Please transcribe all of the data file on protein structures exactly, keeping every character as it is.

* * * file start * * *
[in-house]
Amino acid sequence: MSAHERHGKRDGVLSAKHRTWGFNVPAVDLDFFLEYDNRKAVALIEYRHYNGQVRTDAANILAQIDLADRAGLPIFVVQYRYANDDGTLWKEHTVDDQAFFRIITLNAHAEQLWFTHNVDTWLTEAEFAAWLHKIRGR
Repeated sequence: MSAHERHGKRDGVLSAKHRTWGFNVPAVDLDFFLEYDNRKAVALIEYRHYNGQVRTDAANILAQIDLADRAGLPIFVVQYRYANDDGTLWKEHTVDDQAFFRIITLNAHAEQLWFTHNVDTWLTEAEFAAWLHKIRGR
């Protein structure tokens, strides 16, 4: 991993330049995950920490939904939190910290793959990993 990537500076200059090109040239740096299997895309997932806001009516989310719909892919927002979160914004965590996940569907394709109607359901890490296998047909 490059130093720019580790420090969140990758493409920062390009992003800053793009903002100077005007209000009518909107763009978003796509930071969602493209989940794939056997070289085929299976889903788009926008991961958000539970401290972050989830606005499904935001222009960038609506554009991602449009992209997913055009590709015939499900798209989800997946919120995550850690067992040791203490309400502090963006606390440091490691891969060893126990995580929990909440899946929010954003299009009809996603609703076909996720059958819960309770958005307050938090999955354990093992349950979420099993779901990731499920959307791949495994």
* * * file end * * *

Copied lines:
[in-house]
Amino acid sequence: MSAHERHGKRDGVLSAKHRTWGFNVPAVDLDFFLEYDNRKAVALIEYRHYNGQVRTDAANILAQIDLADRAGLPIFVVQYRYANDDGTLWKEHTVDDQAFFRIITLNAHAEQLWFTHNVDTWLTEAEFAAWLHKIRGR
Repeated sequence: MSAHERHGKRDGVLSAKHRTWGFNVPAVDLDFFLEYDNRKAVALIEYRHYNGQVRTDAANILAQIDLADRAGLPIFVVQYRYANDDGTLWKEHTVDDQAFFRIITLNAHAEQLWFTHNVDTWLTEAEFAAWLHKIRGR
């Protein structure tokens, strides 16, 4: 991993330049995950920490939904939190910290793959990993 990537500076200059090109040239740096299997895309997932806001009516989310719909892919927002979160914004965590996940569907394709109607359901890490296998047909 490059130093720019580790420090969140990758493409920062390009992003800053793009903002100077005007209000009518909107763009978003796509930071969602493209989940794939056997070289085929299976889903788009926008991961958000539970401290972050989830606005499904935001222009960038609506554009991602449009992209997913055009590709015939499900798209989800997946919120995550850690067992040791203490309400502090963006606390440091490691891969060893126990995580929990909440899946929010954003299009009809996603609703076909996720059958819960309770958005307050938090999955354990093992349950979420099993779901990731499920959307791949495994």